After the Shopping Center fire, a sign was put up outside the burnt building. “Save the Shopping Center,” it said. It was a call to rebuild. Perhaps some part of the Shopping Center lived on, and the community had to save it. After all, it was a central figure to UP nostalgia—to the feeling that certain things about student life remained constant over decades. While walking the Shopping Center, eating at Rodic’s, or negotiating with shopkeepers, one could easily believe themselves to be living in some point in the past. It connected us to UP’s history not through dead objects, but through the rituals of UP life. This place took part in the memories of so many people before us that experiencing it in the present could feel like living through a memory. There was an element of timelessness to the whole building, similar in some respects to the timelessness of a museum or mausoleum—unlike either, though, the Shopping Center had been constantly unquestionably alive.

This is preservation of a different sort. The nostalgia of UP’s aging buildings, like any good museum exhibit, can transport us to the past. When these buildings are lost to fire—or to development projects—the memory of these ways of life is threatened. We wish we could reach through the flames, save anything we can from being forgotten. And there is such a fear in these moments, over how the culture these objects and places signify could turn out to be temporary, too. Is time simply marching on, leaving cherished places to be neglected? Are we the only ones who care anymore?

As historical buildings burn, we remain immersed in a culture that is outliving its material parts. The objects that represent its memory are showing their impermanence. The urge then is to build and rebuild, in order to make the things and places that make us who we are feel permanent again.

Memento mori

When archives and museums burn, fire takes away the last material memories of past cultures—

Brazil’s National Museum had preserved languages now considered dead; it kept wax cylinders that used some of the earliest recording technologies to save the voices and stories of 160 indigenous Amazon tribes, many of which were rendered extinct by Portuguese colonialism. The UP Faculty Center, for its part, had kept some of the few extant issues of La Solidaridad in its archives.

Those brilliant voices will never be heard again, and the cultures they spoke for and against are long gone. These losses induce anger precisely because they are preventable.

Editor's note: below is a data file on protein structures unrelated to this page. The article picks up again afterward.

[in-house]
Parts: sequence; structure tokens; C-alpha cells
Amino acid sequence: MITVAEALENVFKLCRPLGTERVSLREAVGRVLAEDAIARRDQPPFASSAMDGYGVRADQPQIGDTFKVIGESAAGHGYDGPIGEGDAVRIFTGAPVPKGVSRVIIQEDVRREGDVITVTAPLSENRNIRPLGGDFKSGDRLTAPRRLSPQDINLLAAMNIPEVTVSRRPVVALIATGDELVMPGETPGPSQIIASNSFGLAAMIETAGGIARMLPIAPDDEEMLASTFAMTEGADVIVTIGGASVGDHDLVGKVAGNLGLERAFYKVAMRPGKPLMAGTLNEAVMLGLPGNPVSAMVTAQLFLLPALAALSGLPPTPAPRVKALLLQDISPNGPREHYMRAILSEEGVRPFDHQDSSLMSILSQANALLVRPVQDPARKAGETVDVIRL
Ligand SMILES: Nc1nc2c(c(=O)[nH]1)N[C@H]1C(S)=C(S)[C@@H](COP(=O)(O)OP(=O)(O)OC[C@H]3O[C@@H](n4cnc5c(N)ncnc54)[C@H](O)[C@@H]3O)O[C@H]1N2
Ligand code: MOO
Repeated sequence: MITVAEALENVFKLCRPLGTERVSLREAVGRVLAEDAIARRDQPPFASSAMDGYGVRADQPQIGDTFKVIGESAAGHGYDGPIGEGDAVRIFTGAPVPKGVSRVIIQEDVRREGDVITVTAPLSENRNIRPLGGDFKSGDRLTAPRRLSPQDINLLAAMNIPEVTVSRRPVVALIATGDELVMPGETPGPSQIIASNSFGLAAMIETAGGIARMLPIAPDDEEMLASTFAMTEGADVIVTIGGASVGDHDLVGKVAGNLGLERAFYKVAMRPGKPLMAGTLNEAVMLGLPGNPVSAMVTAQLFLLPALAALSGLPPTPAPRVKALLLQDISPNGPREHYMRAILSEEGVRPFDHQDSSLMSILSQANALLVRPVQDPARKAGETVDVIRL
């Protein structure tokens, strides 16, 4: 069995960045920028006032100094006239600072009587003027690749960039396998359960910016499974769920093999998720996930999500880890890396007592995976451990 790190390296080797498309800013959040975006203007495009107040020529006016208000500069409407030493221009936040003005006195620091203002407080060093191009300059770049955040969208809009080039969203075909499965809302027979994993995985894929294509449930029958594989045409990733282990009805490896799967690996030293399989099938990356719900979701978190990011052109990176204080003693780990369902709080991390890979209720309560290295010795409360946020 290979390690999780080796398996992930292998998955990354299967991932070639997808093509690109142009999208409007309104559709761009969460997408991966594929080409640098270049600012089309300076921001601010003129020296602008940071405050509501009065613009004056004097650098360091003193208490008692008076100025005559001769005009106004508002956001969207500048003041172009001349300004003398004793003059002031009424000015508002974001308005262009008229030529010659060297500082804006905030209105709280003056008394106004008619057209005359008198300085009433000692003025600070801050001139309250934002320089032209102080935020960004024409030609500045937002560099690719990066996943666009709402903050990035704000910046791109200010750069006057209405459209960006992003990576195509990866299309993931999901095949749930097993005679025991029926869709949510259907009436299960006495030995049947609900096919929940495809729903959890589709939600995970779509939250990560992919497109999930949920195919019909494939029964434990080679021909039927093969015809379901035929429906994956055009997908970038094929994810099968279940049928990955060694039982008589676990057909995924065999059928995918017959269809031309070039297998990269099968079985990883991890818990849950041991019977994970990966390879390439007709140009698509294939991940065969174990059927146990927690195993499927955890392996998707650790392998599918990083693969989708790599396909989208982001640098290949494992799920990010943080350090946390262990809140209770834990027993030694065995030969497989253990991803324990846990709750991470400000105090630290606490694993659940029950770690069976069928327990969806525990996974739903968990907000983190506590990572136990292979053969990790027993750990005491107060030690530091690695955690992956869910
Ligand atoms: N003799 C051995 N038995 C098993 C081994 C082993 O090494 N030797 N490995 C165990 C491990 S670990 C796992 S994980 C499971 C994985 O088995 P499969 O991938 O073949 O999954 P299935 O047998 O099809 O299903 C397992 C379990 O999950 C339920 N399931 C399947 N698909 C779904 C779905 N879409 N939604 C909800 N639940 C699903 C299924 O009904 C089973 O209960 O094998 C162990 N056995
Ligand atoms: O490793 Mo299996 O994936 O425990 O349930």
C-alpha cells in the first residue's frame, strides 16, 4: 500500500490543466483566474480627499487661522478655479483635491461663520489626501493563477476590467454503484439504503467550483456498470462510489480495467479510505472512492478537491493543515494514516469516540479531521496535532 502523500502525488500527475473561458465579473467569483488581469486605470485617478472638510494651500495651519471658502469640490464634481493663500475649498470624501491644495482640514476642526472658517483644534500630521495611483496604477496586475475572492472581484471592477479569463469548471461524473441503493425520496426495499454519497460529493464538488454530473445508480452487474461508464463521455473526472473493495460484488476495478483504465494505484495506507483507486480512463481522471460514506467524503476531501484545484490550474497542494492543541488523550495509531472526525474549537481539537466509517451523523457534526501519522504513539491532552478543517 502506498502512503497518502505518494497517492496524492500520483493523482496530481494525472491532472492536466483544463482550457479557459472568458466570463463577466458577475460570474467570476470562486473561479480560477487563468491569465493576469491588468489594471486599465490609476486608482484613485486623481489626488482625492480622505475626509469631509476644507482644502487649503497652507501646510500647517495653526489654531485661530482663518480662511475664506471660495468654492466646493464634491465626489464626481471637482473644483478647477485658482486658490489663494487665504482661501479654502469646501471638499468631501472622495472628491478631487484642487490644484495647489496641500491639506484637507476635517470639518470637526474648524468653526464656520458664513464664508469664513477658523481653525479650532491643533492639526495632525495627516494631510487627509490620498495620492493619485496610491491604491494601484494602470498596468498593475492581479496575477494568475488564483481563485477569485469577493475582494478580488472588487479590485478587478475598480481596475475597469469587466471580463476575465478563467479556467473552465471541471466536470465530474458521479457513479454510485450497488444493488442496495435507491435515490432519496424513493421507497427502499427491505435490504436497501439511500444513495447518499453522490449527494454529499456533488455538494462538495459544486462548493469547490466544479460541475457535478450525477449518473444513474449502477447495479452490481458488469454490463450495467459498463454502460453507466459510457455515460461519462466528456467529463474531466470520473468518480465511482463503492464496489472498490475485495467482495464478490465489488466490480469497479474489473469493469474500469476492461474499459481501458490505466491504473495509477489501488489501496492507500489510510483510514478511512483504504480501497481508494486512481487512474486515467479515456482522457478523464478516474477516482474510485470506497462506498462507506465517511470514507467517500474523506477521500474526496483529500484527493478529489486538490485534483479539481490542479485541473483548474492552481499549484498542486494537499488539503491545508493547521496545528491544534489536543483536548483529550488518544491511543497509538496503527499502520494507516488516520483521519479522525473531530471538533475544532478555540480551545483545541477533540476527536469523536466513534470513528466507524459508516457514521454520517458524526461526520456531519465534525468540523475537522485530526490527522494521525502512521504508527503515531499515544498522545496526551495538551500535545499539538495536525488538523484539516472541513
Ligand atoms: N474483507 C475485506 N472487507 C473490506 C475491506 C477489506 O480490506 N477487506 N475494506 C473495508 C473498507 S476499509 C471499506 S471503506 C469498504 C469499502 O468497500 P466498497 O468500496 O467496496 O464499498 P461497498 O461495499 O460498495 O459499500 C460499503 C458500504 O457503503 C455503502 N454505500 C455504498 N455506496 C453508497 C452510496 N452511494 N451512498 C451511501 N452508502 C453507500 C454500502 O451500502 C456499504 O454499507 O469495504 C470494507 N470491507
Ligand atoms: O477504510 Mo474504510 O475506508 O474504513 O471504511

In May 2018, the administrative offices of the National Archives of the Philippines (NAP) in Binondo, Manila, was affected when a nearby building went up in flames. Largely in part to competent archival practice, microfilms and other precious documents were spared, the offices suffering only water damage. Public response was swift, almost in panic, and rightly so. As written in an official update published on their website, NAP Executive Director Victorino Mapa Manalo said, “Ang malasakit sa mga talaan ay malasakit sa Bayan.”

What de Castro felt—not fear, but anger—could be understood fundamentally as a response to needless injustice, which may be avoided by first recognizing the precarity of cultural institutions. No rebuilding, no preservation, can satisfy this anger. We seek instead memento mori, markers and reminders for what has been lost, as if to hold the rest of society responsible.

We create objects to tell our stories for when we can no longer tell them ourselves. Nothing can restore what has been lost in these fires—ours and those far away—because we have lost stories only these archives and repositories are capable of telling. The half-lives we tend, perhaps dead all along, can only exist as testaments of our cyclical remembrance and forgetting and, by way of sad metaphors, rendered as truly nothing more than smoking ruins.

*Translated from an Alexandra Prado Coelho interview of Eduardo Viveiros de Castro, as published by PÚBLICO in September 2018. An English version of the interview as translated by Thiago Oppermann may be found here: